As for the concern regarding blur at longer focal lengths, I highly recommend the use of a tripod. I noticed the exact same thing - blur and lack of sharpness - at lengths over 100mm. Keep the old rule of thumb in mind - if you're shooting handheld, your shutter speed should be no slower than the inverse of your focal length. A 200mm lens on a 20D (or Rebel XT for that matter), is an effective 320mm - I wouldn't recommend shooting any slower than 1/500 at max zoom with this lens - UNLESS you're using a tripod. When I mounted it firmly, I got great shots with no blur.
Keep in mind that you get what you pay for here: the convenience of a wide-angle, normal, and moderate telephoto lens in one piece. If you're shooting professionally, or need absolutely perfect images, then carry the three or four lenses that this would otherwise replace in your bag. But if you want one easy-to-use, satisfactory lens, go for this one. It's a jack-of-all-trades, ace-of-none kinda deal.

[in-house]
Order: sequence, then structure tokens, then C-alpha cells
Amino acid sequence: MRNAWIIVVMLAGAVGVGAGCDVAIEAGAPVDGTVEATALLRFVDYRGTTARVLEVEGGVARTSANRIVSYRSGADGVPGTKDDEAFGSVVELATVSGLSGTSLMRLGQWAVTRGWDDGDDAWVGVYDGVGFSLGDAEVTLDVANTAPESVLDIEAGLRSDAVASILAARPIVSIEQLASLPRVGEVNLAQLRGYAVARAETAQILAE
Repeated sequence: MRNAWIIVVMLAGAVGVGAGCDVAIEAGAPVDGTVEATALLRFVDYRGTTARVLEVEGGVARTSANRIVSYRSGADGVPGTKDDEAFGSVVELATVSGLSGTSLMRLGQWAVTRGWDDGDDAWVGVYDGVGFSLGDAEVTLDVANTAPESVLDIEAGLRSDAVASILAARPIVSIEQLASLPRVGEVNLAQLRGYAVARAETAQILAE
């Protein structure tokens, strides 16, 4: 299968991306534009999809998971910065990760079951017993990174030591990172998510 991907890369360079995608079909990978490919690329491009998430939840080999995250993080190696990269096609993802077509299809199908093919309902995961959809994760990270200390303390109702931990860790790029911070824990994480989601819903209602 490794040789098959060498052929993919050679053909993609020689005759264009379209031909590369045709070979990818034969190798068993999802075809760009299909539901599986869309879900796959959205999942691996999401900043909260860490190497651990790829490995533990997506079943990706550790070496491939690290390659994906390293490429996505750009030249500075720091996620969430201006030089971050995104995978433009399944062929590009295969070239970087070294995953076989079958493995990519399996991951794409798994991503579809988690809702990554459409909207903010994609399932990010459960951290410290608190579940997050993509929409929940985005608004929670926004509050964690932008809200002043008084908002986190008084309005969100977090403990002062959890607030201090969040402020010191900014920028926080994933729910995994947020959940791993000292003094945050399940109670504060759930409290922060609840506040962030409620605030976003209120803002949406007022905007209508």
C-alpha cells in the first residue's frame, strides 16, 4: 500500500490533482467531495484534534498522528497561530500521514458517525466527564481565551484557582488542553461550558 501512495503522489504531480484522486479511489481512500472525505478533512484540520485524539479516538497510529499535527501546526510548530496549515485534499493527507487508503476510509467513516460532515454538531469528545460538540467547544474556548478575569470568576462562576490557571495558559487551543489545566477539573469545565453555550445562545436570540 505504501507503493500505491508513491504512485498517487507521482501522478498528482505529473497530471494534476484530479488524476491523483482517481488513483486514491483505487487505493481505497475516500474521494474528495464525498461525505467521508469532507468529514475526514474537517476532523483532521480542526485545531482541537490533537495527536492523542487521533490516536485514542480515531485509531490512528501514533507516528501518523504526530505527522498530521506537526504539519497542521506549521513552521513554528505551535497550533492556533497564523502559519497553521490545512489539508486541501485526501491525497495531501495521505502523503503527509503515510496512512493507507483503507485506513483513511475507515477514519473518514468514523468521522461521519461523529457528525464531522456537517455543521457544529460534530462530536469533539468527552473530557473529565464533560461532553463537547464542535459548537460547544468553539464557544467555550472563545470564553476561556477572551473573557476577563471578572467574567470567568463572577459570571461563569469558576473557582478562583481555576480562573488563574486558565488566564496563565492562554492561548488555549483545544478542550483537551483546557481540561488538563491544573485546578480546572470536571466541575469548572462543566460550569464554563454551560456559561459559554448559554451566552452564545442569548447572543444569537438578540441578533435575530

Sort: Oldest first | Newest first
Showing 1-10 of 22 posts in this discussion
Initial post: Dec 20, 2009 6:45:15 PM PST
Gary T. Barnes says:
Just the kind of information that an amateur photographer who is considering a new digital SLR needs.
Posted on Jan 13, 2012 6:23:48 PM PST
Hussain Alsayigh says:
is a good deal, but I have question
can I use it for Nikon D7000?
In reply to an earlier post on Jan 18, 2012 3:24:36 PM PST
Amazon Customer says:
yes, it will work fine on the d7000
Posted on Mar 7, 2012 7:25:42 PM PST
Last edited by the author on Mar 7, 2012 7:26:50 PM PST